Readings: Amos 2:6, 15-16, Luke 18:1-8, Marriage Love #365:5 (see below)
As is very common with biblical parables, we might find ourselves a little confused upon reading this one, asking “What is the point of this parable?” Understandably. There are not one, but several points to this parable. Among them, the utility of persistent prayer, the responsibility of society toward the vulnerable, the responsiveness of God towards our need, and reflection on the quality of faith. It can be a little hard to figure out where to place our attention.
We are first introduced to the unjust judge. Certainly to us even now, he reads as callous and potentially corrupt. Additionally, to the Jewish hearers of this parable, he would also have immediately appeared religiously bankrupt as well. The Jewish scriptures repeatedly advocate for the care of widows and orphans and foreigners, people who are easily forgotten, who have no obvious recourse for survival amid patriarchal structures. In this context, The judge did not revere God and God’s commands, and so of course, did not feel any responsibility towards the vulnerable.
Then we are introduced to the figure of the widow. Now, when I read this parable, my internal image of the widow is someone who is meek. Persistent yes, but diminutive. This is totally my own baggage but I imagine her in the the way that I might advocate for my own self in real life. (knock knock) “Um, excuse me, I’m so sorry to be bothering you, but I have this problem, can you help me? (knock knock) I know that you are terribly busy but if you wouldn’t mind taking a look at my case? (knock knock) Yes, I know, its me again, but I really could use your help…” etc etc.
This picture of the widow is not supported by the text, though it is hard for us to tell this by the English. What is often translated as “yet because this widow keeps bothering me, I will vindicate her, or in the end she will wear me out by her continual coming,” in the original greek, is actually a boxing metaphor. Its literal usage means to beat someone black and blue. I’m not saying the language was meant to imply that the judge thought the widow was really going to get violent, but rather, that the use of such a metaphor creates a very different picture to the deferential one I instinctively created in my mind. The widow was being a nuisance in such a way that caused the judge to use language that evoked being under attack.
And we see that, even so, this widow is lifted up as a faithful example. So while the parable is framed as being about prayer, I think we could also draw some lessons about persistence in relation to injustice in general, and about how we might approach eradicating injustice.
From the widow’s example then, clearly, we are to be people who notice injustice. And, we are to be people who are troubled and concerned about injustice. And, we are to be people who are persistent about correcting injustice, who are not content with allowing corrupt institutions or people (ie the judge) to go about business-as-usual. If our situation is unjust, we are empowered to resist it, not just once, but over and over again, until justice is restored.
What is more, we are empowered to resist with passion. The widow was clearly passionate enough in her entreaties to the judge that he employed a fighting metaphor to characterize her. In a real situation, we cannot know how much the judge’s own paranoia, or guilty conscience, might be projecting on to her. But, I do think a reflection upon the utility of righteous anger is appropriate here.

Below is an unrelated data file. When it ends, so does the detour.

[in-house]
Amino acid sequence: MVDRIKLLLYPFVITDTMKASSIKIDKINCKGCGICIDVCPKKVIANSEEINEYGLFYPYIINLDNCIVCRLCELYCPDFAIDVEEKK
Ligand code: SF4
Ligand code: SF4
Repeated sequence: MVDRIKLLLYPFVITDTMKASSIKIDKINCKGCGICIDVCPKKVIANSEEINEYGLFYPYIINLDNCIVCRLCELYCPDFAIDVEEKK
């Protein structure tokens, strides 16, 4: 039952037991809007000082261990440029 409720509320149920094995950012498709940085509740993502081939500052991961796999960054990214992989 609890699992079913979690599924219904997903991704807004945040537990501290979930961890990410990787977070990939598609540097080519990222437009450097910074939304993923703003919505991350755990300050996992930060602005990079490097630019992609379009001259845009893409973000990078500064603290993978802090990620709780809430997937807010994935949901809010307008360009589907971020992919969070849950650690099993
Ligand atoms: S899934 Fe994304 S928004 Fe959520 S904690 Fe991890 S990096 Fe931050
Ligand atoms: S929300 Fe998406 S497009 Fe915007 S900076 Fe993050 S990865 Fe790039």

We heard in our reading today about what Swedenborg called zeal, that is, the condition under which we are moved to act passionately out of love. He points out that zeal often looks very much like anger, in that it can appear strident, or bristly. However, what is key is not so much what the zeal looks like to an observer, but what is motivating it internally. He writes:
The zeal of a good love harbors in its inner aspects friendship and love, but the zeal of an evil love harbors in its inner aspects hatred and vengeance. We said that zeal appears in outward respects like anger and rage, both in those who are prompted by a good love and in those who are prompted by an evil love. But because the internal elements are different, so also their expressions of anger and rage are different…
The point being that what matters is the internal motivation. Righteous zeal or anger is trying to protect something good and just. It can certainly be working for something that is good and just for the self —the widow was advocating for herself and her own situation; it is not that zeal is must always completely self-less or purely altruistic in order to be motivated by something good. But ultimately, righteous anger is advocating for a just principle that serves more than the self. An example is the Civil rights movement: each person of color involved in this movement was certainly advocating for themselves and their own inherent right to be treated justly, but also in a larger sense, they were fighting for the principle that all people have a right to be treated justly, as much of MLKs soaring rhetoric demonstrated.
Whereas, zeal or anger that comes from a wellspring of hatred and vengeance might take upon it any number of external justifications, even might look like it is working for the greater good, but its ultimate root is the perverse satisfaction of seeing others suffer under its zeal. Again from our reading, Swedenborg writes:
...[its] internal element is hostile, savage, harsh, seething with hatred and vengeance, and it feeds on the delights of those emotions…. And even if it is appeased, still those emotions lie concealed within, like fires smoldering in the wood beneath the ash.
We are cautioned here against anger for the sake of anger, anger makes us feel powerful and potent and superior, as opposed to anger roused for the sake of justice itself, for the sake of how justice might be realized for all. Due to its emotional potency, anger can be seductive, even if we start out with good motivations, we can become addicted to how it makes us feel. Even more so if our anger has always burned for selfish reasons, smoldering in wait for a reason to lash out.
So it can be easy to imagine that anger is always a bad thing, and this can be confusing when we contemplate how often God is characterize as angry and wrathful in the bible. In the Old Testament, the prophets portrayed God as extremely angry when the Israelites consistently worshiped idols and ignored the vulnerable among them. From Amos we hear:
This is what the LORD says: “For three sins of Israel, even for four, I will not relent. They sell the innocent for silver, and the needy for a pair of sandals.(2:6) “I abhor the pride of Jacob and detest his fortresses; I will deliver up the city and everything in it.” (6:8)
Swedenborg makes the important point however, that even with God, how it might have appeared to the prophets, how they interpreted their visions in their context, is different from the reality. He writes: